How would that work with Discord? It seems like we'd either have to allow anyone to create webhooks (which I am not sure is possible) or the admins would have to manage this task every time someone wanted to add a new github repo or organization.

  • YP

    @daboross said in Screeps Discord?:

    In the slack, we have 163 public channels, each with a different discussion topic. In discord, we'd either have to greatly pare down this number, or force everyone to have all 163 channels in their sidebar.

    on the other side 130 of those channels are probably empty because all messages expired... I don't think we need that many channels anyways.

    in discord you can have categories/subchannel .. so it's maybe even easier to create a clear channel structure

    one advantage of discord is that it's easy to be on multiple discord servers.. you can simply give a link to someone to join a channel on a different server or invite people... I would suggest not to have coalition channels on the main discord server.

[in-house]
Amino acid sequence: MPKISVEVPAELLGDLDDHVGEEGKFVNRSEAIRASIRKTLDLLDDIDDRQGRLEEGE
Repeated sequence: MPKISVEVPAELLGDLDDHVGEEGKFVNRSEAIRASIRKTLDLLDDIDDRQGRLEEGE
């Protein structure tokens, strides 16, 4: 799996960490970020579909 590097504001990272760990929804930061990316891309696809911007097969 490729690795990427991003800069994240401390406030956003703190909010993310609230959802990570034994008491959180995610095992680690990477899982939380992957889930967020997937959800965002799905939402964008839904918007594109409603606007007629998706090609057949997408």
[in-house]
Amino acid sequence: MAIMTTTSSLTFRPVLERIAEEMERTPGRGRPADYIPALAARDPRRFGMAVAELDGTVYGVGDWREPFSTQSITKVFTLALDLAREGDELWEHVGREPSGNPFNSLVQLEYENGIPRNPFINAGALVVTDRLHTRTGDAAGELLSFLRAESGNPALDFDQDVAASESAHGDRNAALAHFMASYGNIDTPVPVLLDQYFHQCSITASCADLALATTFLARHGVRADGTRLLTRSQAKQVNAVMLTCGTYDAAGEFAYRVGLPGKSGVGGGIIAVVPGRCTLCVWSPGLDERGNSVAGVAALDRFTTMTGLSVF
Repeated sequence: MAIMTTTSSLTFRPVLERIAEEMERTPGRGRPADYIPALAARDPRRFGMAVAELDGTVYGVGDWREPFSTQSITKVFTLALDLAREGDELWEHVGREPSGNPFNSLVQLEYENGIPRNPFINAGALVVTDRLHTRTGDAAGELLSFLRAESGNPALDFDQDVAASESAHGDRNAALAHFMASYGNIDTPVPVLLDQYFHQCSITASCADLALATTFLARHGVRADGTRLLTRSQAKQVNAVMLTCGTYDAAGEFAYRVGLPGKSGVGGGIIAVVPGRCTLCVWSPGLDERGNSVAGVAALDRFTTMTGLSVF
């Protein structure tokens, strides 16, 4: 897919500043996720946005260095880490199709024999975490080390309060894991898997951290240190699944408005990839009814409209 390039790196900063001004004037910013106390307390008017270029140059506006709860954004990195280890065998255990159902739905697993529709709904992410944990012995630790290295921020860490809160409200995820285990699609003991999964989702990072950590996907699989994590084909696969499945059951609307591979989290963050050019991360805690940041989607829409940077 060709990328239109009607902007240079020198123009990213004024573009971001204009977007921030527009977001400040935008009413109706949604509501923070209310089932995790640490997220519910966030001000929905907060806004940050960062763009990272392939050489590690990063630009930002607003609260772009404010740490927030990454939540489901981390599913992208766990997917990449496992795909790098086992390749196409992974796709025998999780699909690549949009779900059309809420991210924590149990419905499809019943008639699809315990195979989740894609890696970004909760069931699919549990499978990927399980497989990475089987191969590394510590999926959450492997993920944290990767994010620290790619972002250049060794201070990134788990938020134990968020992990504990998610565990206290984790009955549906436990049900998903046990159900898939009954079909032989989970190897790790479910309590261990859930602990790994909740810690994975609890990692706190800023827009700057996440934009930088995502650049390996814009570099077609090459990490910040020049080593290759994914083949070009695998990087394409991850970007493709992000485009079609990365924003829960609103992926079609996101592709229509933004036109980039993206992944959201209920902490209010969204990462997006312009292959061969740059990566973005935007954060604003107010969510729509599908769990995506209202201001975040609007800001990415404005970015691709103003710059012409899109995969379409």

aliances and coalitions could actually use bots/api to manage their users on their servers... there is for sure a way to check if a discord user is a certain player


  • I am not a fan of either service due to their proprietary nature. I would much rather screeps have an official IRC channel(s).

  • YP

    @tedivm said in Screeps Discord?:

    How would that work with Discord? It seems like we'd either have to allow anyone to create webhooks (which I am not sure is possible) or the admins would have to manage this task every time someone wanted to add a new github repo or organization.

    discord has a very good permission system. there is a permission just for webhooks you can give to everyone .. or just to a group of users.. to allow creation in every channel.. or just to specific channels.. or maybe to a category...

  • @tedivm You could allow anyone to manage webhooks, which sadly allows deleting other people's webhooks. That is probably not ideal. There is no default "ownership" of a webhook, so all webhooks are the servers.

    You could create a role that could be handed out by admins that allowed the same thing, but to a subset of users manually selected to try and prevent abuse. Also not great.